Sounds were presented at 77 (±2) dB SPL using a dome tweeter (22TAF/G, Seas prestige). Roughness of sounds was estimated using Vassilakis’ estimation method (2001) implemented in the free Matlab MIR toolbox. Original formula from Vassilakis for the roughness of two tones of frequencies f1,f2, and amplitudes a1,a2 is where and S = . The roughness for more complex sounds (as here) is estimated by adding the roughness of all the possible individual tone-pairs.
All our protocols began with a “transition” phase of 2–3 days (not shown in results), during which bottles of water were freely available in the home cage. In the following phase (“habituation,” 3–4 days), the bottles of water were then placed into the experimental corner. The doors were open all the time and no sound was emitted when a mouse was visiting or nosepoking. During these two phases, or during any following protocol, an animal was excluded from the experiment if its weight decreased by 20% or if it noticeably suffered from injury or stress.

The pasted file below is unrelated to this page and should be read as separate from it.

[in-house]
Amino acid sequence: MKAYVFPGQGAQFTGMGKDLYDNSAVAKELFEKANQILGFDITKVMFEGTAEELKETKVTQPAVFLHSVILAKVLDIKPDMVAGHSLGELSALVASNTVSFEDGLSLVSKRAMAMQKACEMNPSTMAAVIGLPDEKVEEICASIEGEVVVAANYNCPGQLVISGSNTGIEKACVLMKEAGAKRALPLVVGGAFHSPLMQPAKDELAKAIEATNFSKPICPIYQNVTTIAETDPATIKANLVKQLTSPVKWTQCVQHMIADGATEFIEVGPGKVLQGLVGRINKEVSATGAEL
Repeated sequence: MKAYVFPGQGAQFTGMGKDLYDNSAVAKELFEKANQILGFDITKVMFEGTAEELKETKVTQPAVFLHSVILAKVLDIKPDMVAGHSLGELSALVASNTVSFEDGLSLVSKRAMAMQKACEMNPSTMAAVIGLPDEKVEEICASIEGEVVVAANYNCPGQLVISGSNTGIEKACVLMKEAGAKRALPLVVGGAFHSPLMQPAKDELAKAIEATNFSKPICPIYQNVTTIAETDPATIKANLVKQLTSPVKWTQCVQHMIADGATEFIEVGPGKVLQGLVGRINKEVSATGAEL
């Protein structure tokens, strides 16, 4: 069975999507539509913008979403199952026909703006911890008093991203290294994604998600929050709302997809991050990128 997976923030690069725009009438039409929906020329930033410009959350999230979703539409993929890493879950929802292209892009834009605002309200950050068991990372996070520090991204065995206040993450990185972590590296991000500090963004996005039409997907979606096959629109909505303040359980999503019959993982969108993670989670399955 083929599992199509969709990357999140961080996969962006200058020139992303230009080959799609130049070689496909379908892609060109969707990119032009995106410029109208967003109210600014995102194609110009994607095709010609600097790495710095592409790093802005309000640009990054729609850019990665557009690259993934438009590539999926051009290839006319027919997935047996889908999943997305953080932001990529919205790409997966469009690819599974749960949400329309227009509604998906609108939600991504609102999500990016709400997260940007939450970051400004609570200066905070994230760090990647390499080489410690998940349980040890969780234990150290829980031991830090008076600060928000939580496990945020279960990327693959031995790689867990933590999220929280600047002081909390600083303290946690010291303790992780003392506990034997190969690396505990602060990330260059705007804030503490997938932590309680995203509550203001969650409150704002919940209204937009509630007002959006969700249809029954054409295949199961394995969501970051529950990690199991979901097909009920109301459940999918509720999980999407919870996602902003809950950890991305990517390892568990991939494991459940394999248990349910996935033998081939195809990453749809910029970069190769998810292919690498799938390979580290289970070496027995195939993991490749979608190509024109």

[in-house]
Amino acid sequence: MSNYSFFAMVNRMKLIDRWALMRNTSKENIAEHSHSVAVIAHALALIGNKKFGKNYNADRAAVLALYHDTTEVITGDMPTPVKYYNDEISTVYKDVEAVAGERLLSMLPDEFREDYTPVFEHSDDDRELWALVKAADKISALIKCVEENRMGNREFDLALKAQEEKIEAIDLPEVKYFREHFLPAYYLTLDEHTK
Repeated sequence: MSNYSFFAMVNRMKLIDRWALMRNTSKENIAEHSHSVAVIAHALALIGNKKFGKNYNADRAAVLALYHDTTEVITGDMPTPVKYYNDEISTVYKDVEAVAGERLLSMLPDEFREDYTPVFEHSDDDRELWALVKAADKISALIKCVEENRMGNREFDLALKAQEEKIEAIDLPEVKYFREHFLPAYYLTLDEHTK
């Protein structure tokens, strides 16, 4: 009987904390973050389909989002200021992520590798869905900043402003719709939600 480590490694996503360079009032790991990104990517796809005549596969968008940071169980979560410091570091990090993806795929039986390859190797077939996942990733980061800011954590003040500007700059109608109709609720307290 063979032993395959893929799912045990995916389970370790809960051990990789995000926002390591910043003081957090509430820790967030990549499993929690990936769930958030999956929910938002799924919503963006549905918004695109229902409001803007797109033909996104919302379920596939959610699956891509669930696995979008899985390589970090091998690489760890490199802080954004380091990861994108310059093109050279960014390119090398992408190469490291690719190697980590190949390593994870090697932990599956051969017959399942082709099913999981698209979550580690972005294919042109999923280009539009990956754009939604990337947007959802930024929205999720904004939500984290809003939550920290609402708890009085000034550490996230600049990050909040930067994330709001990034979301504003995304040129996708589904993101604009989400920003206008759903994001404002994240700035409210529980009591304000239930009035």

Protocol 1, Passive Sound Listening
Each sound set consists of five possible sounds played. During each visit, one sound from the sound set is chosen randomly (probability 20%) and played until the mouse leaves the corner. The different sound sets successively tested (each over 3–6 days) were:
(1) Consonant/Dissonant Chords: Silence, octave chord (Oct), perfect fifth (5th), major seventh (7th), tritone (Tri).
(2) AM Noise Experiment 1: Silence, AM broadband noise with modulation frequencies (MFs) of 5, 15, 25, and 35 Hz.
(3) AM Noise Experiment 2: Silence, AM broadband noise with MFs of 2, 70, 140 Hz and no AM.
(4) AM Complex Tone Experiment 1: Silence, AM reference harmonic complex tone with MFs of 5, 15, 25, and 35 Hz.
(5) AM Complex Tone Experiment 2: Silence, AM reference harmonic complex tone with MFs of 2, 70, 140 Hz and no AM.
Protocol 2, Two-Choice
For 6 days, nosepoking was associated to the presentation of either sound 1 (a given door) or sound 2 (the other door). The preference index of one animal toward one sound or another was as follows:
This preference index controls for the bias induced by the baseline preference to a given door, which was determined beforehand, in silence, during the habituation phase. The preference index ranges between −1 and 1, with the extremes showing nosepoking exclusively to the doors associated with sounds 2 or 1, respectively. A similar index was built from licking instead of nosepoking.